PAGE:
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Book Review

Dorothy Day: The World Will Be Saved by Beauty: An Intimate Portrait of My Grandmother, Kate Hennessy (Scribner, 2017)

My Utmost: A Devotional Memoir, Macy Halford (Knopf, 2017)

Tell Me How It Ends: An Essay in Forty Questions, Valeria Luiselli. (Coffee House Press, 2017)

ACTIVISTS, ARTISTS, RELIGIOUS FOLKS—those of us trying to love our neighbor with all our hearts—could use a good book or two these days. After all, to be a writer is to experience a sort of beautiful affliction. All the best writers have the gift of noticing, of forever paying attention to both the good and bad of the world. This gift can feel especially harrowing in times of turmoil, of global and local suffering, when injustice is blatant and seems to go unpunished. For myself, someone who longs to see signs of God’s beautiful kingdom burst forth in our world, our current reality feels almost frantic with bad news. The antidote, I have realized, to the poison of reactionary social media, is to immerse myself in the words of people who are good at noticing everything, and who have spent long hours considering all that their attentions cherish.

Take this, for instance: Dorothy Day used to wear beautiful dresses, until one day she didn’t. Her granddaughter, Kate Hennessy, found them in the very back of a dresser drawer, evidence of another world of patterns and colors and style. Day’s daughter, Tamar, had kept them through all those decades since Day had eschewed them for clothes that better fit her pious phase, which was to last a very long time. Tamar, a quiet soul raised amid the tumult of the birth of the Catholic Worker movement, living in houses of hospitality next to drunkards and the mentally ill and the poor in spirit and materials, loved many things about her life, but she didn’t love piety. When her mother began to give up things in order to be good, Tamar felt as if she herself might have been one of those luxuries.

It is moments like this—Kate Hennessy taking an intimate detail from her grandmother’s life and viewing it through her mother’s lens—that stick in your soul. Dorothy Day: The World Will Be Saved by Beauty is a hard book to read. It is a meticulously researched biography of a modern-day saint that contains so many failures and traumas and quiet moments of grief that it can overwhelm a person who might read it looking for a bit of Day’s divine connection to love.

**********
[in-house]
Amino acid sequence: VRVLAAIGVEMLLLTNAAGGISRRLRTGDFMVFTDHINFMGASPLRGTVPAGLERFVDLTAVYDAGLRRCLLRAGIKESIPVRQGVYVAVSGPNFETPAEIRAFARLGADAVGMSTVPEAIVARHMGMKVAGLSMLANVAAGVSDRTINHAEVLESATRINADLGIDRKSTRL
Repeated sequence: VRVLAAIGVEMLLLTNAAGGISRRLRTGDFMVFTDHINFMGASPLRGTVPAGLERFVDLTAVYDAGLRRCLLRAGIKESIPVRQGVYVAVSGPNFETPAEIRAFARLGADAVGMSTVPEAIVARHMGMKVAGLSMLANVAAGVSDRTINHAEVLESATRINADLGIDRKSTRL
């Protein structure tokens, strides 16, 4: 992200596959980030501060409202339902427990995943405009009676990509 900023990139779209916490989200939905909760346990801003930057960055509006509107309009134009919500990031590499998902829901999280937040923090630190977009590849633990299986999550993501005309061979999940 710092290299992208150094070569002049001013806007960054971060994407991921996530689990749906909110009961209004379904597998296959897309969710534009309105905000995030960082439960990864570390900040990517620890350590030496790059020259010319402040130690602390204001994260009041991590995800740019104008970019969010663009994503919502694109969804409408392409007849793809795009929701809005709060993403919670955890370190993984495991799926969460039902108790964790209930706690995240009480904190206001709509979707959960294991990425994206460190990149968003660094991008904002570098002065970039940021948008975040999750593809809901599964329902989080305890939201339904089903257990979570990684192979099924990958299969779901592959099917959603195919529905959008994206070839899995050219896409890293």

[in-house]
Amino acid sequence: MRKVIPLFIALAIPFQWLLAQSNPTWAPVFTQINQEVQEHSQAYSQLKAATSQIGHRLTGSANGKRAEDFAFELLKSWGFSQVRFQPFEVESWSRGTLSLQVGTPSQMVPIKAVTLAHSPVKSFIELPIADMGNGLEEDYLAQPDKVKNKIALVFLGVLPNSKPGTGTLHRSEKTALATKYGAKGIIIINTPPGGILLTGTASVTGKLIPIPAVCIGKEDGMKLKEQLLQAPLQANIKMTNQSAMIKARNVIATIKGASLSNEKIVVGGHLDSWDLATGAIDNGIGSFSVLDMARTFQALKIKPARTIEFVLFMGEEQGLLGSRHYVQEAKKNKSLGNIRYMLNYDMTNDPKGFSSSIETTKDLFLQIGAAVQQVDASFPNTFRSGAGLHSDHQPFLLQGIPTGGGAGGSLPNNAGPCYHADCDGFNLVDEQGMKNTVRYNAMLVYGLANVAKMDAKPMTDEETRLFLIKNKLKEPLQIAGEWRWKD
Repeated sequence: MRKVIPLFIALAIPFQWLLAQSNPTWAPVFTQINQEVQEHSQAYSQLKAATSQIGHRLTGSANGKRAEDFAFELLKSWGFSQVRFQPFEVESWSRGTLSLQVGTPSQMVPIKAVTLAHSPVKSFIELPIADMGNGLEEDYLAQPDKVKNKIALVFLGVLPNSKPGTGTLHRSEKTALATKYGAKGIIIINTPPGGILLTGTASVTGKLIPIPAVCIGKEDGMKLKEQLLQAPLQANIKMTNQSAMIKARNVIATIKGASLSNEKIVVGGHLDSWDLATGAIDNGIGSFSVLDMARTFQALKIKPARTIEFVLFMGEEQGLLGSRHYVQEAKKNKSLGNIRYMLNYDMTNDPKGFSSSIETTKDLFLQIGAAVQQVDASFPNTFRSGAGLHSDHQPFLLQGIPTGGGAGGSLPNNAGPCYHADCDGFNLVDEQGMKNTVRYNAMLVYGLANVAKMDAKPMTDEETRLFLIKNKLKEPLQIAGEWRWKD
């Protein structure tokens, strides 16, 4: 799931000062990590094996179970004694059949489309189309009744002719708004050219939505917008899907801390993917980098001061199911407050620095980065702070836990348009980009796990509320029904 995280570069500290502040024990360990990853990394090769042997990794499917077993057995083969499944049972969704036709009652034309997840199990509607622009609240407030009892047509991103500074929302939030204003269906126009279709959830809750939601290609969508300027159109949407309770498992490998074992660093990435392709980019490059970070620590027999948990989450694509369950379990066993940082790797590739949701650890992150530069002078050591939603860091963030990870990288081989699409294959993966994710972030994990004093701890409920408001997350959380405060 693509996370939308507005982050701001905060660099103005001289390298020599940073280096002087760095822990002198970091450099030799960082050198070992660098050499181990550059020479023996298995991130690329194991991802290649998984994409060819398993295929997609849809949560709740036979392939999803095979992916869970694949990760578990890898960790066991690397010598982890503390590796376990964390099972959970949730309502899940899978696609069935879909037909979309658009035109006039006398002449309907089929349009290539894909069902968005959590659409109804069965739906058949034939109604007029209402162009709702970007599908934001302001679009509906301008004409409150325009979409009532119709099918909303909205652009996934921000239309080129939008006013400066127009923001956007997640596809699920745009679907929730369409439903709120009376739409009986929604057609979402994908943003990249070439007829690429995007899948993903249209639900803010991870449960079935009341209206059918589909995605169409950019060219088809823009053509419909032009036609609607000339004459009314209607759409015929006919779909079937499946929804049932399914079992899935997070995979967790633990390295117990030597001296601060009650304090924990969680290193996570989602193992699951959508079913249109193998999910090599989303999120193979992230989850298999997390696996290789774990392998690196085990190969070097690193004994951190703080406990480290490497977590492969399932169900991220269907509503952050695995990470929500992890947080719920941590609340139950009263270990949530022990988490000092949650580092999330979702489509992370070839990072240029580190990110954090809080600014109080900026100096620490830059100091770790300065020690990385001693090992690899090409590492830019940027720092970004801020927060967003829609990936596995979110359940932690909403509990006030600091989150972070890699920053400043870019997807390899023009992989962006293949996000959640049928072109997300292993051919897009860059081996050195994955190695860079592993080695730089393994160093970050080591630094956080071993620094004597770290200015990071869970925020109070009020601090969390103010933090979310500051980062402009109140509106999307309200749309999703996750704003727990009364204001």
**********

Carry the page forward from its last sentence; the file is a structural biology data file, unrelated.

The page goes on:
Hennessy doesn’t shy away from the controversy of her grandmother’s beginnings: activism, socialism, suicide attempts, multiple marriage proposals, a failed marriage, an abortion, hobnobbing with all sorts of wild and troubled creative types as she tried to find her way in the world. But it is the latter part of Day’s life—after she had her daughter and converted to Catholicism—where the real failures start to weigh heavy. Inspired by the philosophy of French peasant-theologian Peter Maurin, who wandered into her first house of hospitality, Day started writing and inspiring others to join her in a movement implementing Catholic social teaching. The movement’s ideals of pacifism and voluntary poverty attracted hundreds of thousands of subscriptions to her paper, the Catholic Worker, speaking gigs all over the country, droves of people asking for advice or wanting to join her mission, and plenty of people in poverty coming to her for help and to see if it was all true.

As the decades march on, the failures start to pile up. As someone who longs to be like Dorothy Day, I was faced with the truth that her long and tumultuous life does not seem very attractive. And the longer it goes on, the more sorrow there is. But Hennessey, working from the diaries as well as a large collection of letters, comes back to how often Day wrote of love. At times Hennessey seems to suggest that Day’s attempts to find beauty in everything (she often quoted her beloved Dostoevsky that “beauty will save the world”) reveals something rather desperate, something almost to be pitied.

It was during one of the harsh years of the 1940s (the Catholic Worker took a strong pacifist stance that was immensely unpopular, and their first farming community collapsed) that Day, in a moment of despair, asked Maurin, “Do you ever become discouraged when you see our failures?” “No,” he replied, “because I know how deep-rooted the evil is.”